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Meta: Spike's soulquest

1st June 2007 (15:51)
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It seems to have become a habit of mine to post meta here inspired by discussion over at elisi 's journal - in this case, it's thoughts about Spike's soulquest at the end of season 6. This is an adapted version of something I originally wrote on atbvs about a year ago.



The question is, why did Spike go on the quest to Africa? The "correct" answer - supported by comments made by Joss and the writers, not to mention Spike's own words in season 7, and on season 5 of Angel - is that he wanted his soul back all along. All that talk about the chip was deliberately misleading, leading up to what Joss called "a little something I invented called a 'plot twist'". Unfortunately, the fake-out was so good (not even James Marsters knew the real story during filming...) that the twist seems to come too much out of the blue for many people. There just seems to be nothing in Spike's dialogue leading up to the last scene in 'Grave' that would support the idea that he really did go for his soul.

What I'm going to do here, therefore, is to analyse in detail Spike's words, especially during the scene in his crypt with Clem during 'Seeing Red' when he decided to go on the quest to Africa. I'm going to try to show that despite all his talk about the chip, this wasn't really what lay behind that decision; it was only the catalyst.




We start with Spike re-living his attack on Buffy over and over again, and acting distressed and angry. Important to note: he's not angry at Buffy for stopping him raping her, as certain people have occasionally claimed (on the basis, presumably, that he was so angry at her that he decided to get the chip out to "teach her a lesson"). Otherwise he'd be re-living her kicking him away and telling him to back off, wouldn't he? No. He's shocked at what he did; he's angry at himself.

SPIKE: What have I done? 

Now, I'm not going to claim that he's all surprised and shocked at the revelation that he's a (potential) rapist; he's certainly already well aware of that. Hello, vampire? In fact his next comment confirms it: 

SPIKE: Why didn't I do it? What has she done to me? 

No, I think Spike is shocked at the discovery that he is capable of hurting Buffy, when he swore he'd never ever do that. ("I don't hurt you") When I say 'hurting' we're talking about emotional pain, of course - physical pain is no big deal to a Slayer and a vampire, especially given their past history with each other. He went to her to apologise, perhaps even to get back together with her... and ended up doing the one thing that will almost guarantee she'll never give him another chance. No wonder he's horrified and angry at himself; he's blown it with her. And yes, that's a selfish, even an evil motivation... 

...but there's the other part of it. When she kicked him away, he stopped. The old Spike wouldn't have done that... we saw in 'Fool For Love' that when a Slayer kicks him down he shouts in exultation and jumps right back into the fight. Not this time, though... he looked horror-stricken at his own actions, and slunk off in guilt and shame. Remorse is really not a feeling that vampires are accustomed to, and it can't be very pleasant to experience for the first time. Not to mention confusing.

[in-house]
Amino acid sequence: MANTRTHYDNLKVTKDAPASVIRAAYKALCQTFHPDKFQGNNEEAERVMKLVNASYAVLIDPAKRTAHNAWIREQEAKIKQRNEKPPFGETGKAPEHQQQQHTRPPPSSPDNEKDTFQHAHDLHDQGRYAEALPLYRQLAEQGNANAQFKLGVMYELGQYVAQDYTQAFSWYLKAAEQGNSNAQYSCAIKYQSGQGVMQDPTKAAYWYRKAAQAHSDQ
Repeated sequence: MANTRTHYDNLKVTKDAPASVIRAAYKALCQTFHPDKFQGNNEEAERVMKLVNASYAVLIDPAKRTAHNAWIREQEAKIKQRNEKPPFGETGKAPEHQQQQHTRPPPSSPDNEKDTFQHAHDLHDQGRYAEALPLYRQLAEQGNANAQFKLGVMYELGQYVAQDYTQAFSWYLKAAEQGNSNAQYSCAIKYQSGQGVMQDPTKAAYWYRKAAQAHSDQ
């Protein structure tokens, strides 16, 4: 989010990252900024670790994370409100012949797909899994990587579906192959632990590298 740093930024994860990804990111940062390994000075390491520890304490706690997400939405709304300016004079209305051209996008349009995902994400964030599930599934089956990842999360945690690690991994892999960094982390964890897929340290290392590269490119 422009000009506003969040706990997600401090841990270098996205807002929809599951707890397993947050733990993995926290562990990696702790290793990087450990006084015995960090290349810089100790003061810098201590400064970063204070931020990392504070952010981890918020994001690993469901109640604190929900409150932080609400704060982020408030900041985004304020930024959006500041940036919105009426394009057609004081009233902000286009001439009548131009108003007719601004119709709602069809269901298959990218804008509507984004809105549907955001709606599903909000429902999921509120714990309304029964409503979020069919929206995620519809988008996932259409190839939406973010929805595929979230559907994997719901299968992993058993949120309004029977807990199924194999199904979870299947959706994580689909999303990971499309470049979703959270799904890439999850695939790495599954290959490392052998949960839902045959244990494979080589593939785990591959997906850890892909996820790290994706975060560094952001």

CLEM: Oh. The Slayer, huh? Gosh. She break up with you again?
SPIKE: We were never together. Not really. She wouldn't lower herself that far. [...] Why do I feel this way?
CLEM: Love's a funny thing.
SPIKE: Is that what this is?

He's feeling emotions that are totally unfamiliar to him. (Well, maybe not totally, but you can forget a lot in 120 years of slaughter.) He's searching for an explanation. He's also finally admitting some unpalatable truths about himself and about Buffy - that she really didn't love him, that he did misjudge their relationship completely. And yes, he's angry at himself but also angry with her - "she wouldn't lower herself" to be with him is hardly complimentary. 

And now he starts talking about the chip. Which, to be sure, is the start of the misdirection. But let's see what he actually says:

SPIKE: I can feel it. Squirming inside my head.
CLEM: Love?
SPIKE: The chip. Little Jiminy Cricket, gnawing bits and chunks. [...] Everything used to be so clear. Slayer. Vampire. Vampire kills Slayer, sucks her dry, picks his teeth with her bones. That's how it's always been. I've tasted the life of two Slayers. But with Buffy... This isn't the way it's supposed to be. It's the chip. Steel and wires and silicon. It won't let me be a monster. And I can't be a man. I'm nothing.

First, he's still expressing his confusion at the emotions filling his head... and blaming the chip. Because, after all, what else is there to blame? What else has changed in his world? But compare Spike's feelings here to how he was in seasons 4 and 5, when he also raged against the chip.

From 'The Yoko Factor':
ADAM: You feel smothered. Trapped like an animal, pure in its ferocity, unable to actualize the urges within... Clinging to one truth like a flame struggling to burn within an enclosed glass... That a beast this powerful cannot be contained. Inevitably it will break free and savage the land again... I will make you whole again. Make you savage.

From 'Crush':
DRUSILLA: I don't believe in science. All those bits and molecules no one's ever seen. I trust eyes and heart alone. And do you know what mine are singing out now? You're a killer. Born to slash and bash and bleed like beautiful poetry. No little tinkertoy ever could stop you from flowing. [...] I can see it. Little bit of plastic spiderwebbing out nasty blue shocks - and every one, is a lie. Electricity lies, Spike. It tells you you're not a bad dog. But you are. You're my bad dog and you bite.